Knowing people isn’t just about getting in. It is also about feeling more comfortable because, no matter what happens, you know people, and if you don’t, you will meet people. All of those relationships will make life more enriching. Rather than being the shy, quiet girl for the rest of my life, I want to be one of those people who know people.

Yeah, I know people.

Good Advice in Google Design Principles

Google is a powerhouse basing its work on a neat list of 10 design principles. In reviewing these principles today, I was struck by how appropriate they are not just for technology design, but for life in general.

Take, for instance, number one: “Focus on people—their lives, their work, their dreams.” Life is made better through the relationships we have, but all too often our focus is on work or errands or worrying how you’ll accomplish all your errands when you work all the time. How would your relationship with your spouse, kids, friends, or colleagues change if you spent some time learning more about them? What is going on in their lives? What are they dreaming about? What is important to them at the moment? People love to talk about themselves, so give them an opportunity. You’ll become closer and get a respite from the stress of worrying about your to do list.

Number three on Google’s list is “Simplicity is powerful.” Simplicity can be added to almost every aspect of everyday life. Decluttering your home will not only simplify your cleaning, it will create a calmer atmosphere and perhaps wow your guests. In communication, a simple “please” and “thank you” can make another person feel appreciated. By taking a minute to make your bed in the morning, you will likely lessen your stress as you crawl into bed that night. Where can you simplify?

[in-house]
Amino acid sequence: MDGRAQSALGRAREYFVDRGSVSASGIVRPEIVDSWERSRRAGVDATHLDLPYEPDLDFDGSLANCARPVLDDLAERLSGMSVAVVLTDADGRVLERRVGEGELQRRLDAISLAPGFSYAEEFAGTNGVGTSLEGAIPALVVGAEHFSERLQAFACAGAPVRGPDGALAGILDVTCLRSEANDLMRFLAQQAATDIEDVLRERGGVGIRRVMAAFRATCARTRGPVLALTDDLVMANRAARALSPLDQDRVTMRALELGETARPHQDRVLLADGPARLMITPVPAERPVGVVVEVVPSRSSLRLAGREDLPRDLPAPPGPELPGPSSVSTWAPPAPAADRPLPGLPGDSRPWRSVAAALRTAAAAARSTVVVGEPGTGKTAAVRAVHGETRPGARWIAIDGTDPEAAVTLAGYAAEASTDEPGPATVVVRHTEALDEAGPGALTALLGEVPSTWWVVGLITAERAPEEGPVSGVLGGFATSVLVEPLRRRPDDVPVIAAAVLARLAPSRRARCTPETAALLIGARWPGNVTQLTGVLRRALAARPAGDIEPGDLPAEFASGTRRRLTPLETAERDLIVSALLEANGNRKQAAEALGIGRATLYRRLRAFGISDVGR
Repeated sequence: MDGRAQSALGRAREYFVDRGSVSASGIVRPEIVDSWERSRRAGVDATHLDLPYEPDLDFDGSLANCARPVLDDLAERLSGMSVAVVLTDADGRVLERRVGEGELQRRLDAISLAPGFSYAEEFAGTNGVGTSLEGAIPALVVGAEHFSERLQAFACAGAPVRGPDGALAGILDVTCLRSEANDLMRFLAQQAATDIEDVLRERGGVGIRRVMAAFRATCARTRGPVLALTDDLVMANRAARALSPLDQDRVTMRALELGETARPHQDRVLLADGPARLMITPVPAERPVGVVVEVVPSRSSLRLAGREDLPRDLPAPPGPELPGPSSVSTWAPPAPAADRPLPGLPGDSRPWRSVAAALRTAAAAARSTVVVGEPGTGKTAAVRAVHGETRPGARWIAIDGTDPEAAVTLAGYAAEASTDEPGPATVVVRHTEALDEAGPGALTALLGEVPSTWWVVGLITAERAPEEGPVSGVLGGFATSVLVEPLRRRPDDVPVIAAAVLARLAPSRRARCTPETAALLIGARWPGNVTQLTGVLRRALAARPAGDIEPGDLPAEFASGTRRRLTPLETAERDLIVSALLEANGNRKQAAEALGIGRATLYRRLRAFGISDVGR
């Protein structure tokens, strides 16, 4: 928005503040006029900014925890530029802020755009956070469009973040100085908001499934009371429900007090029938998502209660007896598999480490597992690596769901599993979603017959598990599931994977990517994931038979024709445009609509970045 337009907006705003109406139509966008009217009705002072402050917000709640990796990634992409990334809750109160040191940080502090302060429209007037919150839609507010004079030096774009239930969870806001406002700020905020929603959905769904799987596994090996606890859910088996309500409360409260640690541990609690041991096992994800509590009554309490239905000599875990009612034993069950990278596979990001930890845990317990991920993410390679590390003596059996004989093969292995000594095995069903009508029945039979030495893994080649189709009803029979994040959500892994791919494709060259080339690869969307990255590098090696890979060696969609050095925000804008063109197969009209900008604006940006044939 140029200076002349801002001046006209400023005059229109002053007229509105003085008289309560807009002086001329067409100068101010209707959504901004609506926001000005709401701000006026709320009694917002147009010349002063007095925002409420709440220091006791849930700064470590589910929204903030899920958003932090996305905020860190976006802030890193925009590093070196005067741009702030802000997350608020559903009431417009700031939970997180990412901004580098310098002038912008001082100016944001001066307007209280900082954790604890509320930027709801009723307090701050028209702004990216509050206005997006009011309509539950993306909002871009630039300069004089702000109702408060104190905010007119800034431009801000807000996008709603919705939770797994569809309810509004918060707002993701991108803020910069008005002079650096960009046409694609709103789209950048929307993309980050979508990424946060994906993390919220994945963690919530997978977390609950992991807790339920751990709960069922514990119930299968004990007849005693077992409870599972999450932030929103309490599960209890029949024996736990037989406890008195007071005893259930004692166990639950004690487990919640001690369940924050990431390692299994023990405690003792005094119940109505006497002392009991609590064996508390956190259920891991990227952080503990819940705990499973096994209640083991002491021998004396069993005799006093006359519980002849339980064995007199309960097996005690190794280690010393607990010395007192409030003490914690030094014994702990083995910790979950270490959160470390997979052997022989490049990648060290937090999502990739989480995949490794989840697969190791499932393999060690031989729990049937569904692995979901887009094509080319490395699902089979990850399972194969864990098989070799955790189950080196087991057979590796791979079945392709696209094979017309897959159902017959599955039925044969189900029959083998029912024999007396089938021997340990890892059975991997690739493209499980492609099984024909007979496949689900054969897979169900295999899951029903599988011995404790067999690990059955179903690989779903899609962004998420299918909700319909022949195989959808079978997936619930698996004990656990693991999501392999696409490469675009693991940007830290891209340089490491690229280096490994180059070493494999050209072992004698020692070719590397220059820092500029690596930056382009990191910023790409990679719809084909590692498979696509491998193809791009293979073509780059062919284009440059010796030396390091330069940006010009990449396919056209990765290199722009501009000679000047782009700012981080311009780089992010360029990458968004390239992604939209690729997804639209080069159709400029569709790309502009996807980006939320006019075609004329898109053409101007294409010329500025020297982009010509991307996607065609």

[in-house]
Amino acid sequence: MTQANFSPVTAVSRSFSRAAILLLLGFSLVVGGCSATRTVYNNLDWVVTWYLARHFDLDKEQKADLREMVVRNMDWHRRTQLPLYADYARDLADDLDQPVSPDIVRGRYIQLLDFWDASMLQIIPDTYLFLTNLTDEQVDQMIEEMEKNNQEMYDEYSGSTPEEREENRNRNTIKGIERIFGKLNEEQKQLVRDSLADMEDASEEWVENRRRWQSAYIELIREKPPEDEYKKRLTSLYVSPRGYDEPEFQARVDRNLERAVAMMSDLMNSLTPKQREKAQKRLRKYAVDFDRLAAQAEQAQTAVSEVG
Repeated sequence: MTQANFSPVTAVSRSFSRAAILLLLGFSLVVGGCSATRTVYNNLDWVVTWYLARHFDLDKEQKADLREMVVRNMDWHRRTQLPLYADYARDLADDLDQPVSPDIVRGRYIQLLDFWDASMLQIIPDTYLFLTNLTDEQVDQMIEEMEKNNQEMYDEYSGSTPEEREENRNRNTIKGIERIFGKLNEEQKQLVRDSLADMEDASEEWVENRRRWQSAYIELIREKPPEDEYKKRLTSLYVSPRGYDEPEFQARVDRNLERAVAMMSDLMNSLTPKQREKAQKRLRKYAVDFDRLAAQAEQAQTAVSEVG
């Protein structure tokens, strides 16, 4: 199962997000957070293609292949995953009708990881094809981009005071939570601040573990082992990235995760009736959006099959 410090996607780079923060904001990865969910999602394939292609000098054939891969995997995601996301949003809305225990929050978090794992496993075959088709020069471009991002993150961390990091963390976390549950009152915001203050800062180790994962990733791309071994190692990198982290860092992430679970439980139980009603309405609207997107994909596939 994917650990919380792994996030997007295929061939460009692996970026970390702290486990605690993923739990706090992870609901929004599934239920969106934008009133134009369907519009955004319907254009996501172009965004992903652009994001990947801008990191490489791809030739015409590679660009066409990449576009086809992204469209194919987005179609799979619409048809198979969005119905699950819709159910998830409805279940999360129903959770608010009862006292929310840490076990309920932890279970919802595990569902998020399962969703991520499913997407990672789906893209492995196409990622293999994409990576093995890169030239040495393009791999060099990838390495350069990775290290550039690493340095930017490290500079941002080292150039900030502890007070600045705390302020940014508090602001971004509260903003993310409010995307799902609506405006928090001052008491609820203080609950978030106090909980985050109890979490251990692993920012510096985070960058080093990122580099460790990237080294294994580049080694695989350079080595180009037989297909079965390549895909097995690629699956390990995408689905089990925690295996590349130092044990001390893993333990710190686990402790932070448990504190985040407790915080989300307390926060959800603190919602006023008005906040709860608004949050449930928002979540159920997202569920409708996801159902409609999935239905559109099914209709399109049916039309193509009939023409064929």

“Be worthy of people’s trust” (number nine) goes back to strengthening relationships. I remember years ago hearing a speaker who encouraged a group of sales people to “be light to lift.” By trusting people and being able to be trusted, you become someone who others like and are willing to help. If you want to move up in this world, it certainly helps to have people who will back you up or lift you up. Being worthy of people’s trust makes you lighter to lift.

Last on Google’s list is “Add a human touch.” Few things are as powerful as the encouraging touch of a fellow being. A hug may be just what someone needs to brighten their day. Taken less literally, focus on being emotionally connected to the present situation, rather than running around on auto-pilot. You are a human, not a machine. Act accordingly.

At the very least, these straightforward principles have helped Google become a household name. Try applying them to your projects and your life and see what results.